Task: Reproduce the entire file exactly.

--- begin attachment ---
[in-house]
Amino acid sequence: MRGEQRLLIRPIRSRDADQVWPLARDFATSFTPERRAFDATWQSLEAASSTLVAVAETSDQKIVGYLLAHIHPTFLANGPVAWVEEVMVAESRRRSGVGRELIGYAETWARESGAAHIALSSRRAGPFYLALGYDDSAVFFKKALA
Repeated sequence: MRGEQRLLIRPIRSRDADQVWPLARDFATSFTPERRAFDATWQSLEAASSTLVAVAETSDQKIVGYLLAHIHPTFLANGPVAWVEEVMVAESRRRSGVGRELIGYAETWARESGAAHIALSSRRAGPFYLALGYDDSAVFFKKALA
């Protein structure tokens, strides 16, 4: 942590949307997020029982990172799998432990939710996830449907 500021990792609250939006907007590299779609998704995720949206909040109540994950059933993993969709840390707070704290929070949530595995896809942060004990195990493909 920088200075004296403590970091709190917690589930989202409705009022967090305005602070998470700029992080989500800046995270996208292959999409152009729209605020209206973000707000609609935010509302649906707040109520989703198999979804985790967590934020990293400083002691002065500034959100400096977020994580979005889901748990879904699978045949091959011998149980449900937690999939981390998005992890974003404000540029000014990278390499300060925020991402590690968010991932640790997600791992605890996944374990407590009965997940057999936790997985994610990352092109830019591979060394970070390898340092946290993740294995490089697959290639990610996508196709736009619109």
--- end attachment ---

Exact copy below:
[in-house]
Amino acid sequence: MRGEQRLLIRPIRSRDADQVWPLARDFATSFTPERRAFDATWQSLEAASSTLVAVAETSDQKIVGYLLAHIHPTFLANGPVAWVEEVMVAESRRRSGVGRELIGYAETWARESGAAHIALSSRRAGPFYLALGYDDSAVFFKKALA
Repeated sequence: MRGEQRLLIRPIRSRDADQVWPLARDFATSFTPERRAFDATWQSLEAASSTLVAVAETSDQKIVGYLLAHIHPTFLANGPVAWVEEVMVAESRRRSGVGRELIGYAETWARESGAAHIALSSRRAGPFYLALGYDDSAVFFKKALA
């Protein structure tokens, strides 16, 4: 942590949307997020029982990172799998432990939710996830449907 500021990792609250939006907007590299779609998704995720949206909040109540994950059933993993969709840390707070704290929070949530595995896809942060004990195990493909 920088200075004296403590970091709190917690589930989202409705009022967090305005602070998470700029992080989500800046995270996208292959999409152009729209605020209206973000707000609609935010509302649906707040109520989703198999979804985790967590934020990293400083002691002065500034959100400096977020994580979005889901748990879904699978045949091959011998149980449900937690999939981390998005992890974003404000540029000014990278390499300060925020991402590690968010991932640790997600791992605890996944374990407590009965997940057999936790997985994610990352092109830019591979060394970070390898340092946290993740294995490089697959290639990610996508196709736009619109």